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#### Not interested in getting valuable practice questions and articles delivered to your email? No problem, unsubscribe here.  # Question of the Week - 38 (A and B are distinct single digit integers)

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e-GMAT Representative V
Joined: 04 Jan 2015
Posts: 3142
Question of the Week - 38 (A and B are distinct single digit integers)  [#permalink]

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Difficulty:   95% (hard)

Question Stats: 35% (02:28) correct 65% (02:14) wrong based on 54 sessions

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Question of the Week #38

A and B are distinct natural numbers. Is A + B odd?

Statement 1: Unit digit of A x B is 6.
Statement 2: $$A^3 + B^3$$ is divisible by 10.

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e-GMAT Representative V
Joined: 04 Jan 2015
Posts: 3142
Question of the Week - 38 (A and B are distinct single digit integers)  [#permalink]

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1

Solution

Given:

• A and B are distinct natural numbers.

To Find:

• Is A+B odd?

Approach and Working:

• A+B is odd when one out of A or B is even and another is odd as Even +Odd = Odd

So, we have to find whether the even-odd nature of A and B is different or not.

Analyse Statement 1: Unit digit of A x B is 6.

Unit digit of A x B can be 6 when units digit of (A, B) = (1, 6) or (2,3) or (4,4) or (2,8), or (4,9) or (7,8), or (6,6) etc.
However, in some cases the even-odd nature of (A, B) is different and in some cases the even-odd nature of (A, B) is same.

Hence, we cannot find the answer from statement 1.

Analyse Statement 2: $$A^3 + B^3$$ is divisible by 10.

For $$A^3 + B^3$$ to be divisible by 10, the units digit of $$A^3 + B^3$$ must be 0.

• The units digit of $$A^3 + B^3$$ can be 0 when units digit (A, B) is (1, 9), or (2, 8), or (3, 7), or (4, 6), or (5, 5), or (6, 4), or (7, 3), or (8, 2), or (9, 1), or (0,0).

In all the given cases, the nature of (A, B) is same.
Hence, $$A^3 + B^3$$ is always an even number.

Therefore, statement 2 alone is sufficient to find the answer.

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Re: Question of the Week - 38 (A and B are distinct single digit integers)  [#permalink]

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EgmatQuantExpert wrote:
Question of the Week #38

A and B are distinct natural numbers. Is A + B odd?

Statement 1: Unit digit of A x B is 6.
Statement 2: $$A^3 + B^3$$ is divisible by 10.

Statement 1: A*B = x6......Unit digit is 6.

A = 23

B = 12

Unit digit is 23*12 =xx6

23 + 12 = 35=odd.

Again,

A=6
B=16

6*16 =x6

A + B = 6 + 16 = 22=even

NOT sufficient.

Statement 2:

A^3 + B^3 is divisible by 10.

It means unit digit of A^3 + B^3 is 0.

0 represent even integers.

A + B must be even.

statement 2 is sufficient.
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Re: Question of the Week - 38 (A and B are distinct single digit integers)  [#permalink]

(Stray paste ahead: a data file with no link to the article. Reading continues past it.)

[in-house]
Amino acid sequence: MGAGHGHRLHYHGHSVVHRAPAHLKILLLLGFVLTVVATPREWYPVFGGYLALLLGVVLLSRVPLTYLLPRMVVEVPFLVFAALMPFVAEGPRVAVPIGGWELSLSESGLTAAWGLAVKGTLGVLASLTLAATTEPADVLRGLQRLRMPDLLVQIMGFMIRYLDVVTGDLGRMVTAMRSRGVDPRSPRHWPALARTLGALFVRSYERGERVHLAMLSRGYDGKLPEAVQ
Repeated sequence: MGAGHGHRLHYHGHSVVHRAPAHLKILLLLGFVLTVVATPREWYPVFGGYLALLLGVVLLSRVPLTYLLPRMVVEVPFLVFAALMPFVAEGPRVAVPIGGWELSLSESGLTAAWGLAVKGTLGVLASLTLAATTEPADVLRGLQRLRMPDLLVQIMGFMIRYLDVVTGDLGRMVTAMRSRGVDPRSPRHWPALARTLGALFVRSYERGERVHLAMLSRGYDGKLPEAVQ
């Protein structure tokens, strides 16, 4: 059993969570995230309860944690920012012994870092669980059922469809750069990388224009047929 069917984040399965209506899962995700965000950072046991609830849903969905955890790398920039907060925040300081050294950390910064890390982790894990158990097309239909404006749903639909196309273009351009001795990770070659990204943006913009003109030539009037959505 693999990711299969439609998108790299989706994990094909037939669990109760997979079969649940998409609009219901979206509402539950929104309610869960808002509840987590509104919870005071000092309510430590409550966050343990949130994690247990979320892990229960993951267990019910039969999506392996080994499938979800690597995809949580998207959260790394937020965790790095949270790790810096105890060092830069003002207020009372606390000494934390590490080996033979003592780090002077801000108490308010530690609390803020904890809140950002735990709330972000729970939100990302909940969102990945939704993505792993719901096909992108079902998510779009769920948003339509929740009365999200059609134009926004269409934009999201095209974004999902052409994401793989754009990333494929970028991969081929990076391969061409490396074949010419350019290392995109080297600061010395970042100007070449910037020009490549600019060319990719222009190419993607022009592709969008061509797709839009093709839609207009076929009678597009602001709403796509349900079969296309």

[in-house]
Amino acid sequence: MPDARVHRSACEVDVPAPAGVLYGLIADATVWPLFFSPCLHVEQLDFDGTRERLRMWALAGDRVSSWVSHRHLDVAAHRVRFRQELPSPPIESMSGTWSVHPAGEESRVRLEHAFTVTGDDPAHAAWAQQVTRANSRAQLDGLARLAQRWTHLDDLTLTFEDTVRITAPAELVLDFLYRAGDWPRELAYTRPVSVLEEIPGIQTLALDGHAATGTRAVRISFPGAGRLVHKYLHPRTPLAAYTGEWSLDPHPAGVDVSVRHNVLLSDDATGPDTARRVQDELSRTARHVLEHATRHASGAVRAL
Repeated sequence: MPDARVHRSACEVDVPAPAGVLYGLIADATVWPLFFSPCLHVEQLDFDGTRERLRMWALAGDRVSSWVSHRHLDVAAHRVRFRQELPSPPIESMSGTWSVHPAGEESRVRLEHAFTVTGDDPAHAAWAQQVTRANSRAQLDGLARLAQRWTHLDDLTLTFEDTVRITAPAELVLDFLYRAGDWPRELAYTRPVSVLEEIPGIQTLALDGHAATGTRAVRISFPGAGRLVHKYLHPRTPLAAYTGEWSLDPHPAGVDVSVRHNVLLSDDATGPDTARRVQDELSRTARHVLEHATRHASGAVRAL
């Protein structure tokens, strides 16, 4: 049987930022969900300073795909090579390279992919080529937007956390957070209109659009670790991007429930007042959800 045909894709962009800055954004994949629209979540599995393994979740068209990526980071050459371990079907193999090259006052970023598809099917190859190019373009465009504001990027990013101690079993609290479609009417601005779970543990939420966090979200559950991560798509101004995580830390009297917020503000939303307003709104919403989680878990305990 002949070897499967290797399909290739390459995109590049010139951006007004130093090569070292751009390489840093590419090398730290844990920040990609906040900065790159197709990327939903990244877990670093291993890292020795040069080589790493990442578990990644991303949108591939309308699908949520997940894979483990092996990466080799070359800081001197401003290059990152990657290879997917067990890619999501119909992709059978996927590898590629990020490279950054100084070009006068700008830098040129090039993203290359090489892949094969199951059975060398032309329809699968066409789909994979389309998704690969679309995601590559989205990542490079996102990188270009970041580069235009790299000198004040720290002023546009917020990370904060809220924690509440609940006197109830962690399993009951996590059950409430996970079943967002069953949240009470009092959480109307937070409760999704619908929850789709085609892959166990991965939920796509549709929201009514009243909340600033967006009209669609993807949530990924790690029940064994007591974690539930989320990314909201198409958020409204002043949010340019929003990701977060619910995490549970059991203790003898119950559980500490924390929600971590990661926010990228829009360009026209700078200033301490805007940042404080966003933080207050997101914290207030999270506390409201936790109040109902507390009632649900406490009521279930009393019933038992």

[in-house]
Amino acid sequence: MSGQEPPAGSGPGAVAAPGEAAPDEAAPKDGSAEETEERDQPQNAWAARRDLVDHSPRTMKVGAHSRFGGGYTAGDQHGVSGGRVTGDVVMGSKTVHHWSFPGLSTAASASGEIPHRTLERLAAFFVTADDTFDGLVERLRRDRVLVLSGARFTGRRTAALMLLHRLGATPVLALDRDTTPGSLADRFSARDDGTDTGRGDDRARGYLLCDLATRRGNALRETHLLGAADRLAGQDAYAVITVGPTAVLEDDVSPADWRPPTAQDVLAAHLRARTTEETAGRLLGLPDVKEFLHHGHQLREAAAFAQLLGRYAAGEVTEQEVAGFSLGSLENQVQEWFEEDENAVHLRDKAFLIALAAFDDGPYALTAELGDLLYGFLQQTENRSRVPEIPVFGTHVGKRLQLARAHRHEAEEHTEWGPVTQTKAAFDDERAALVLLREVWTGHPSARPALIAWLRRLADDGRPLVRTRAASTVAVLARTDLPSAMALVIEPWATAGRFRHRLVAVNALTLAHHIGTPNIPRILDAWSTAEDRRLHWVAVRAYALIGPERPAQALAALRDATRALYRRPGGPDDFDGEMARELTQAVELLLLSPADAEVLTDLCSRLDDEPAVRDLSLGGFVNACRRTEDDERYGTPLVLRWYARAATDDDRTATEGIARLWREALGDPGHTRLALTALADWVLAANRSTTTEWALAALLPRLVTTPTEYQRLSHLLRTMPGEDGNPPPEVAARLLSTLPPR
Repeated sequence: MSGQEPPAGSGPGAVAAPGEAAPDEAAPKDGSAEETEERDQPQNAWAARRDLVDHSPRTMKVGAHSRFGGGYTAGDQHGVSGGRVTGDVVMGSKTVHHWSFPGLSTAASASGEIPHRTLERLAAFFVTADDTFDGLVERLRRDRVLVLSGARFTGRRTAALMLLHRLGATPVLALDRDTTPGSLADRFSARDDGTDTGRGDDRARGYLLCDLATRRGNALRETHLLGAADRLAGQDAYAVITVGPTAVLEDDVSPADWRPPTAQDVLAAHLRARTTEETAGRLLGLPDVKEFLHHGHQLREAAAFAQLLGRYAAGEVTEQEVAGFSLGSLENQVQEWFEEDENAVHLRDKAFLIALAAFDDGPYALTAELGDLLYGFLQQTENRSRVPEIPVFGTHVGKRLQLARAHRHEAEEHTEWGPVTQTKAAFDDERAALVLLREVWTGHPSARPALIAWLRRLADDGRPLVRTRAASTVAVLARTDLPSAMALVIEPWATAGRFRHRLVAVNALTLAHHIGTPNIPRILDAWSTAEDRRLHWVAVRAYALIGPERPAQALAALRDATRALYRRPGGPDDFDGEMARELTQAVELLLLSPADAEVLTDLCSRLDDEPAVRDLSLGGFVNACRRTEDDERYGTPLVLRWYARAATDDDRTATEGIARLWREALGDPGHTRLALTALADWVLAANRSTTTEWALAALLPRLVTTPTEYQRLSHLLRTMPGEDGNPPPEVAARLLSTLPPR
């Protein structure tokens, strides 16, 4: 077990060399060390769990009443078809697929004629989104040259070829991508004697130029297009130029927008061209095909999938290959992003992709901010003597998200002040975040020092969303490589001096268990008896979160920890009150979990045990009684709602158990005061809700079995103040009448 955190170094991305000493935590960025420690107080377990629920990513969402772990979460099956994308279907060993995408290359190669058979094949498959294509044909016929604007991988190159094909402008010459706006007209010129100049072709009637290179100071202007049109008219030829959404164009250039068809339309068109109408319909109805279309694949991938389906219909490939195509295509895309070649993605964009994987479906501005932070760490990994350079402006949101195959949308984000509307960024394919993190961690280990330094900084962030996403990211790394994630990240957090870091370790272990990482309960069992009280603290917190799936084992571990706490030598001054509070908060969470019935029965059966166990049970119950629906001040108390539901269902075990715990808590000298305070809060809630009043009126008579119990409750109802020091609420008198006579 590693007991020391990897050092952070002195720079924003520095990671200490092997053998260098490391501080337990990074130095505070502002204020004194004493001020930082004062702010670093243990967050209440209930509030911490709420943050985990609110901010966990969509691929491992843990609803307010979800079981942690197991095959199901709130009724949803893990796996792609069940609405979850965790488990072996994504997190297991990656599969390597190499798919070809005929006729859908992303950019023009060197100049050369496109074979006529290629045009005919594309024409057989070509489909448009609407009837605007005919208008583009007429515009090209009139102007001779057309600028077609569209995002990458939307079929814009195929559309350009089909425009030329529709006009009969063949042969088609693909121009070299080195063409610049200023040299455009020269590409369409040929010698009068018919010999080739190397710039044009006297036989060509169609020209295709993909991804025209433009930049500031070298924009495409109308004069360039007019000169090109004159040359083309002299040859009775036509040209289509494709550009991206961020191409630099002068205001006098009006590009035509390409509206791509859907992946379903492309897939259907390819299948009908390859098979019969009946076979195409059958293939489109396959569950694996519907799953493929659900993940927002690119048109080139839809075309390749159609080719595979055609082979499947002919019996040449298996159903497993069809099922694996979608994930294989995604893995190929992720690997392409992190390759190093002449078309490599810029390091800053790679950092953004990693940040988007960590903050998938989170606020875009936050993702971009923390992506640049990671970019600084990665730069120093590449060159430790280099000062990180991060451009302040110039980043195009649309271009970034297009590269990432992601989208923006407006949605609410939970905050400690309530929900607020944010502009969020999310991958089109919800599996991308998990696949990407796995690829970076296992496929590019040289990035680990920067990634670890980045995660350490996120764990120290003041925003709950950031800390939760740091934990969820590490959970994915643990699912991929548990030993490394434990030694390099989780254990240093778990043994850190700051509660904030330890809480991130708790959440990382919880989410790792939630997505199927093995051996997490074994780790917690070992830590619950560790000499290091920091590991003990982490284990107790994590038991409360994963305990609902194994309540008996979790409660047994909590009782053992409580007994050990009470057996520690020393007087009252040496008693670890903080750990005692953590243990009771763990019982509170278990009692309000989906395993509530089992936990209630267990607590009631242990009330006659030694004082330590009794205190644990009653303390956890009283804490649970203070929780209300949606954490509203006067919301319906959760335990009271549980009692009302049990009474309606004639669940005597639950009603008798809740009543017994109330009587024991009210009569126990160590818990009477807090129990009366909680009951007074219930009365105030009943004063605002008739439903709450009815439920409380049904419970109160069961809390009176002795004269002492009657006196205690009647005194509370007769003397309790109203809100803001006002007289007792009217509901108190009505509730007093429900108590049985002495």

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sum or subtraction of an even and odd integer will only result in odd integer....

now
#1
unit digit of a*b= 6
a =1, b=6 ; sum odd
a=6,b=6; sum even
in sufficient
#2[/b] $$A^3 + B^3$$ is divisible by 10
it means both a & b have unit digits as 0 ; i.e both are even integers
so sum of a+b ; will not be odd integer
IMO B sufficient

EgmatQuantExpert wrote:
Question of the Week #38

A and B are distinct natural numbers. Is A + B odd?

Statement 1: Unit digit of A x B is 6.
Statement 2: $$A^3 + B^3$$ is divisible by 10.

e-GMAT Representative V
Joined: 04 Jan 2015
Posts: 3142
Re: Question of the Week - 38 (A and B are distinct single digit integers)  [#permalink]

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Archit3110 wrote:

$$A^3 + B^3$$ is divisible by 10
it means both a & b have unit digits as 0 ; i.e both are even integers

Hey Archit3110,

Considering the highlighted sentence above, can we say it is always true?
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Location: India
Concentration: Sustainability, Marketing
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Question of the Week - 38 (A and B are distinct single digit integers)  [#permalink]

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EgmatQuantExpert wrote:
Archit3110 wrote:

$$A^3 + B^3$$ is divisible by 10
it means both a & b have unit digits as 0 ; i.e both are even integers

Hey Archit3110,

Considering the highlighted sentence above, can we say it is always true?

EgmatQuantExpert
well the highlighted part wont be true always ; given that A^3 + B^3 divisible by 10 ; so either of A or B can be 0 and other can be a factor of 10
but since its mentioned in the question that A & B are natural numbers , so either of them cannot be '0' in this case ,and a natural no ending with 0 would be an even integer only in this case..
had it been given in question that a & b are whole number then #2 would have been insufficient.... Question of the Week - 38 (A and B are distinct single digit integers)   [#permalink] 01 Mar 2019, 05:25
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# Question of the Week - 38 (A and B are distinct single digit integers)